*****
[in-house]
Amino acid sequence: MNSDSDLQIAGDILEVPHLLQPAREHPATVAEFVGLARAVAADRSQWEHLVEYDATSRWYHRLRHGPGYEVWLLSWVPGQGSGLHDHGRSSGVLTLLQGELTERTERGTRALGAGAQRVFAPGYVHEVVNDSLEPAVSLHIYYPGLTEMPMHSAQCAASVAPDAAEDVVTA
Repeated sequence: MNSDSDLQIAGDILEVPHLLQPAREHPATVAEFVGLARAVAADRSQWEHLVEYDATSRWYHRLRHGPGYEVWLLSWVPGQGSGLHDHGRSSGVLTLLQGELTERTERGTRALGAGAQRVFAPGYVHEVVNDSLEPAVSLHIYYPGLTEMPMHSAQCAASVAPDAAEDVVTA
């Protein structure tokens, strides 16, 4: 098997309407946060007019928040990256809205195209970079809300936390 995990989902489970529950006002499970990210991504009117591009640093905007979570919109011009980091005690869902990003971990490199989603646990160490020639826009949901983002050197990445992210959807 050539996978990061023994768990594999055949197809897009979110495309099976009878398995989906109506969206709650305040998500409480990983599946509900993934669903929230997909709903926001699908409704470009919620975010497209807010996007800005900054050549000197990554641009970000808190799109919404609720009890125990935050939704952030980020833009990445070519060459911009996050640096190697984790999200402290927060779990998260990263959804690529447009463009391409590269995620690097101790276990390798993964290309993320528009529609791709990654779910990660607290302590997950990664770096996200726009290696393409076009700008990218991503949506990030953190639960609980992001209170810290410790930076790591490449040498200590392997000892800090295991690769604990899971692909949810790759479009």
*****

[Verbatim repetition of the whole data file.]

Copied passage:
[in-house]
Amino acid sequence: MNSDSDLQIAGDILEVPHLLQPAREHPATVAEFVGLARAVAADRSQWEHLVEYDATSRWYHRLRHGPGYEVWLLSWVPGQGSGLHDHGRSSGVLTLLQGELTERTERGTRALGAGAQRVFAPGYVHEVVNDSLEPAVSLHIYYPGLTEMPMHSAQCAASVAPDAAEDVVTA
Repeated sequence: MNSDSDLQIAGDILEVPHLLQPAREHPATVAEFVGLARAVAADRSQWEHLVEYDATSRWYHRLRHGPGYEVWLLSWVPGQGSGLHDHGRSSGVLTLLQGELTERTERGTRALGAGAQRVFAPGYVHEVVNDSLEPAVSLHIYYPGLTEMPMHSAQCAASVAPDAAEDVVTA
């Protein structure tokens, strides 16, 4: 098997309407946060007019928040990256809205195209970079809300936390 995990989902489970529950006002499970990210991504009117591009640093905007979570919109011009980091005690869902990003971990490199989603646990160490020639826009949901983002050197990445992210959807 050539996978990061023994768990594999055949197809897009979110495309099976009878398995989906109506969206709650305040998500409480990983599946509900993934669903929230997909709903926001699908409704470009919620975010497209807010996007800005900054050549000197990554641009970000808190799109919404609720009890125990935050939704952030980020833009990445070519060459911009996050640096190697984790999200402290927060779990998260990263959804690529447009463009391409590269995620690097101790276990390798993964290309993320528009529609791709990654779910990660607290302590997950990664770096996200726009290696393409076009700008990218991503949506990030953190639960609980992001209170810290410790930076790591490449040498200590392997000892800090295991690769604990899971692909949810790759479009």